She died  on a Tuesday. Christmas was on a Sunday. 

This year Christmas falls on a Sunday, too.

Two of her cousins, Howard and Kenneth (my grandfather) were just 9 and 10 when Edna died. They'd been neighbors in Seattle in 1900. Her sisters Tillie and Agnes were 27 and 32. Her brother Ralph was 31. Her father was only 57. So many people were affected. Death doesn't occur in a vacuum.

But life is like that. Isn't it?
 It decides when it's time to go.

And you're left with the memories you made. Hopefully you made them with people you love. I feel like Edna lived her life right. I feel like she really cared about the simple beauties and pleasures around her.

I hope so.

November reminds us to be grateful. To count our blessings. And December begs us to share who we are with others.

How did Edna's loved ones' Christmas wishes change when she was gone? Did they wish for one more memory with her? Of course. 

What were her dying wishes? Was it to have mattered? To have made a difference? Probably.

Edna matters to me now. 

My love for her blossomed today as I studied her short life. The greatest gift that Edna gave to me as I studied her life was her joyful, peaceful spirit that reminds me to focus on the simple pleasures whose memories can be experienced every day or in my mind as I daydream during the cold, grey days of winter waiting for Spring.

The smell of carnations, sand between my toes, walks in the rain, cocoa, butterfly kisses, mounds of spaghetti. Greasy pizza, a good book, an afternoon with friends, and line-dried bed sheets.

These are a few of my favorite things.

Life is good. Let's enjoy it...


  1. Beautiful post, Betsy! It's difficult to imagine a time when so many died young. That definitely shows the importance of being grateful and appreciating each day. Deb @

  2. Hi Deb!
    Dying of something like pneumonia..seems crazy! But I for one was touched by her even though her life was cut short! Maybe that's how long she needed to complete her "mission"?

  3. Betsy,
    Even though I'm not actively involved in Family History, I can't help but read your posts and feel moved by them. I don't know how or in what form it would take, but you've GOT to think about writing a book at some point! You bring these characters to life, so hauntingly, so poignantly!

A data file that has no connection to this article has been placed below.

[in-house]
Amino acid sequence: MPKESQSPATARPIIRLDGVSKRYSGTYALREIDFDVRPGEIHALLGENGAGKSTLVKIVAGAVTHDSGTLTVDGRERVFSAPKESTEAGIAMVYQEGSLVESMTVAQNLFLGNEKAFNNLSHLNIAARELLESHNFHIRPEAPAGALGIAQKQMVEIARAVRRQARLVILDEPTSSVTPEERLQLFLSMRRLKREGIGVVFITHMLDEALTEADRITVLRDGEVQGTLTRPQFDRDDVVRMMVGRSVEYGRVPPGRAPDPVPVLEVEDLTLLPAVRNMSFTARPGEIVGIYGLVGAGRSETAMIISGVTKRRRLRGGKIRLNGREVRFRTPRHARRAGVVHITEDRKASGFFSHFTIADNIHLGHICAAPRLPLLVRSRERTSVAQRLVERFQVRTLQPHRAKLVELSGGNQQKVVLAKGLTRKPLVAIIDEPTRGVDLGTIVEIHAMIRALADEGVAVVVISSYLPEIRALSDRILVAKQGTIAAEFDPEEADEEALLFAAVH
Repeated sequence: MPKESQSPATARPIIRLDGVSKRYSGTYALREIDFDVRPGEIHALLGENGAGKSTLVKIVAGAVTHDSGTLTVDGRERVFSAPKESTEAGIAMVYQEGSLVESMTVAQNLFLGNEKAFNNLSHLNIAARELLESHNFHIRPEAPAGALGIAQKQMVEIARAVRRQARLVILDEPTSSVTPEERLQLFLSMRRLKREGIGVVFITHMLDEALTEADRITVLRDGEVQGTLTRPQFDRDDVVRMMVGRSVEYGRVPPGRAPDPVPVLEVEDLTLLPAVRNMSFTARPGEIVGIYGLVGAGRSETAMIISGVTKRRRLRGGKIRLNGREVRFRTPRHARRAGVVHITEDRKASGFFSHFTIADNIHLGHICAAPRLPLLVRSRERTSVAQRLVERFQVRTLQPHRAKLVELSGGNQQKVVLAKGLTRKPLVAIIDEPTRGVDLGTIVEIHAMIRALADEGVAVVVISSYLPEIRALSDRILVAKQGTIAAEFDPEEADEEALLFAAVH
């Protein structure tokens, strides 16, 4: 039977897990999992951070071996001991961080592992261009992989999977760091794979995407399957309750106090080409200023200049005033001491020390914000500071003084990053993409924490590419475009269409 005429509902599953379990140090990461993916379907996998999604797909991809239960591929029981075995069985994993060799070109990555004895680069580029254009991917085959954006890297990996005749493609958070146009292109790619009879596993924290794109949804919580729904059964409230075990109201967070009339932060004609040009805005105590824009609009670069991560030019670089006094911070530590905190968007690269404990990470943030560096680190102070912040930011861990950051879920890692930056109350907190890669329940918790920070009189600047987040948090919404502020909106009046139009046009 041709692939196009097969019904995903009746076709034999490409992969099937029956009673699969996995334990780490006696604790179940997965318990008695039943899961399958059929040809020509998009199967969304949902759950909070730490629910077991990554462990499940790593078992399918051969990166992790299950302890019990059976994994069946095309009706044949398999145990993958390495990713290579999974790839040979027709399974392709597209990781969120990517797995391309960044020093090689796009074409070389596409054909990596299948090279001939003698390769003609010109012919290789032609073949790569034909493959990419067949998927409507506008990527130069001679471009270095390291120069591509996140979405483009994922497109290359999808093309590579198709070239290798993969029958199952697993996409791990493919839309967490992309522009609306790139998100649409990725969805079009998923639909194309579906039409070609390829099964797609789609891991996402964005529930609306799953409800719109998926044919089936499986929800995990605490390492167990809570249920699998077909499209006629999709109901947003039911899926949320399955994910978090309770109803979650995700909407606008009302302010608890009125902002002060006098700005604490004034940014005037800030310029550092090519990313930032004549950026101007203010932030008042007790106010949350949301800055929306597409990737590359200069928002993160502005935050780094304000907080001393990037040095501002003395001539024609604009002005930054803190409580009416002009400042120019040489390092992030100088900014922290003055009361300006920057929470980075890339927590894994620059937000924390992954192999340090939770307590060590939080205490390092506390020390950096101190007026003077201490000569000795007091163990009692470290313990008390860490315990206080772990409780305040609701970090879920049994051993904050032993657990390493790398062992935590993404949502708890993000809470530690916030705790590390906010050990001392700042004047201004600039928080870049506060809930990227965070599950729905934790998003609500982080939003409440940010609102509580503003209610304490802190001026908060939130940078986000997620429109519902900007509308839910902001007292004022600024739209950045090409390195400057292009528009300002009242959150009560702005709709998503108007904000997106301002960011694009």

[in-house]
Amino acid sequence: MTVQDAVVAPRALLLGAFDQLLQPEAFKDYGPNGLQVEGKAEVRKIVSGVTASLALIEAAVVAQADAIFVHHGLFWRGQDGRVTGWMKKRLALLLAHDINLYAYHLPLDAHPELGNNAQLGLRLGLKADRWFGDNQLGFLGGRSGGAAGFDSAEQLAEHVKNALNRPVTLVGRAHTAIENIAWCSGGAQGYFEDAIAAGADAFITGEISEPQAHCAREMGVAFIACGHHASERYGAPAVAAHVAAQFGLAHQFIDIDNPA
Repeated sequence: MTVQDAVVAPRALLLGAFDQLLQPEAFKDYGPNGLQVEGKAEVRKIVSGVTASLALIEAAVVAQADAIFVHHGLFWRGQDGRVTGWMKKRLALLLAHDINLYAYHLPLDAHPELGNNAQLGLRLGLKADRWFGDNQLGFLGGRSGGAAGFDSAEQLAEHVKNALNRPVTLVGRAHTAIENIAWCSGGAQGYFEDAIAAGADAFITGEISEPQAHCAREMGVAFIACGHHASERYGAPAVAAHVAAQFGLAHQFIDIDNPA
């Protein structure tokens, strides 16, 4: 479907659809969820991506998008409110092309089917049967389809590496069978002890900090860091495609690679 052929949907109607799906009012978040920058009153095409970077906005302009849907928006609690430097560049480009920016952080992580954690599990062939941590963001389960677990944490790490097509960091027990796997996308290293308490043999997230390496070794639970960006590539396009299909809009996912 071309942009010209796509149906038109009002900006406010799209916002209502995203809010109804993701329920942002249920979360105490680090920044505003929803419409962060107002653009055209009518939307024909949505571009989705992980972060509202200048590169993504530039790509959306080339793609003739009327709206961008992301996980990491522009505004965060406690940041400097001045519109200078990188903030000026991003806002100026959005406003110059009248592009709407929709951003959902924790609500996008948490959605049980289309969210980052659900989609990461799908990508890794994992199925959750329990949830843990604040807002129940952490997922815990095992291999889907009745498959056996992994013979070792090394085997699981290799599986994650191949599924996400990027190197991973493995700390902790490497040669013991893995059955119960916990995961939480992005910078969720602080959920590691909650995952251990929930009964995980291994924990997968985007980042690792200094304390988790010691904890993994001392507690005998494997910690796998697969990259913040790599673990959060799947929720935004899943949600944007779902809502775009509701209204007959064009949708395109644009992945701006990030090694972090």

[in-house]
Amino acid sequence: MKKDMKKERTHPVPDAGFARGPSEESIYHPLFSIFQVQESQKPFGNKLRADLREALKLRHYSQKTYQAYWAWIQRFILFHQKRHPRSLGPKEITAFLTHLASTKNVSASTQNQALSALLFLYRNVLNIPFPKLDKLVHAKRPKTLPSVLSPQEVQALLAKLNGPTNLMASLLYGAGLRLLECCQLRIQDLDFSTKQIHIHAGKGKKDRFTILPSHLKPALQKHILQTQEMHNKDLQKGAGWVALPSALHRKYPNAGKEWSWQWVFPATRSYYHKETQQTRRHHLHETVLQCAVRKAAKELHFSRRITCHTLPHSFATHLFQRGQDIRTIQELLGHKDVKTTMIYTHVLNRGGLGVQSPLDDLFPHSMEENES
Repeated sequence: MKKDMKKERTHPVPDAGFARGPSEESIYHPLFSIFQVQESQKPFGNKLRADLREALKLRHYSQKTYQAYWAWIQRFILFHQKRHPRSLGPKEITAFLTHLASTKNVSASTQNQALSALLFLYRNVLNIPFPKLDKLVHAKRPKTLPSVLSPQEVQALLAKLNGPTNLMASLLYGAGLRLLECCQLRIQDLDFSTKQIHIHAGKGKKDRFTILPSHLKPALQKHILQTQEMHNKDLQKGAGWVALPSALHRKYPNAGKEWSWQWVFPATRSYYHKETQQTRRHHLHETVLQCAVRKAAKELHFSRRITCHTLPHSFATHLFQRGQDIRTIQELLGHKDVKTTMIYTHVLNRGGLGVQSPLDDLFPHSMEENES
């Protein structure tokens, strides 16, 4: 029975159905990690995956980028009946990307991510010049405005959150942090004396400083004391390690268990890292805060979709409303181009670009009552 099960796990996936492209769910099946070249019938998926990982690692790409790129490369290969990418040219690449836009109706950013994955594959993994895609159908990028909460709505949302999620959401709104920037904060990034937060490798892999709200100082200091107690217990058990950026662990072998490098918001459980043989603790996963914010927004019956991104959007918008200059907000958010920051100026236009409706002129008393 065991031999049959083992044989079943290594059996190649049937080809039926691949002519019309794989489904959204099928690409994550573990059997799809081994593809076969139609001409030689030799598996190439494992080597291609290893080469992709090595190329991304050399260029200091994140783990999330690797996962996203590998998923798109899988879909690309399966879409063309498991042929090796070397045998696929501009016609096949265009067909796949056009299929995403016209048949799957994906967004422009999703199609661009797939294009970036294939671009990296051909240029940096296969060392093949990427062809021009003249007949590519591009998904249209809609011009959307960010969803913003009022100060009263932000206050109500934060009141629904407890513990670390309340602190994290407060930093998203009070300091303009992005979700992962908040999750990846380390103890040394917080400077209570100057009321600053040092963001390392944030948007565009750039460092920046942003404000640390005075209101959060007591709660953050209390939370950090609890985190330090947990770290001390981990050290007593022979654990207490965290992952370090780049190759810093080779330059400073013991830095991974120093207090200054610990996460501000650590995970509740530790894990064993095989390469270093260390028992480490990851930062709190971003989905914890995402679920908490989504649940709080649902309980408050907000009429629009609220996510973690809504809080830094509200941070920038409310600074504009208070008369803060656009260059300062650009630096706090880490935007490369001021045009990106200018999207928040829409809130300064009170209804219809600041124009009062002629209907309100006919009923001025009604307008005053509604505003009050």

My maternal grandmother died of pneumonia at the age of 24 as well. In those days, just to GO to the hospital spelled death. She had two young children (my mom and my uncle) and was expecting her third. She has haunted me in the same way Edna haunts you.
    Have a great weekend!

  4. How strange that we have similar histories! Thanks for building me up. It feels so good. You're a good friend, Lori.
    A book? I'll print this blog out and compile it for my kids to work from as they search to complete the stories I've started.
    Kelley has already said that she thought she'd carry on where I leave off.

  5. That's so cool! Kelley is your daughter, I presume? Wow.

  6. Betsy, aloha. That's terrific news about Kelley. How exciting for you that must be.

    Love the picture of Volunteer Park Conservatory.

    Flowers gives us their beauty and their messages if we but listen and observe.

    Best wishes for a terrific week ahead. Aloha. Janet

  7. Hi Janet,

    Kelley AND Brody have been my greatest supporters and seem naturally drawn to family history.
    I can't imagine the smells in Hawaii! I went to St. Thomas in the Virgin Islands every Winter vacation to visit my grandparents when I was young.
    That's when I got hooked! There's nothing like the tropics or islands. You are very blessed to enjoy that everyday.
    Thanks for coming by Janet!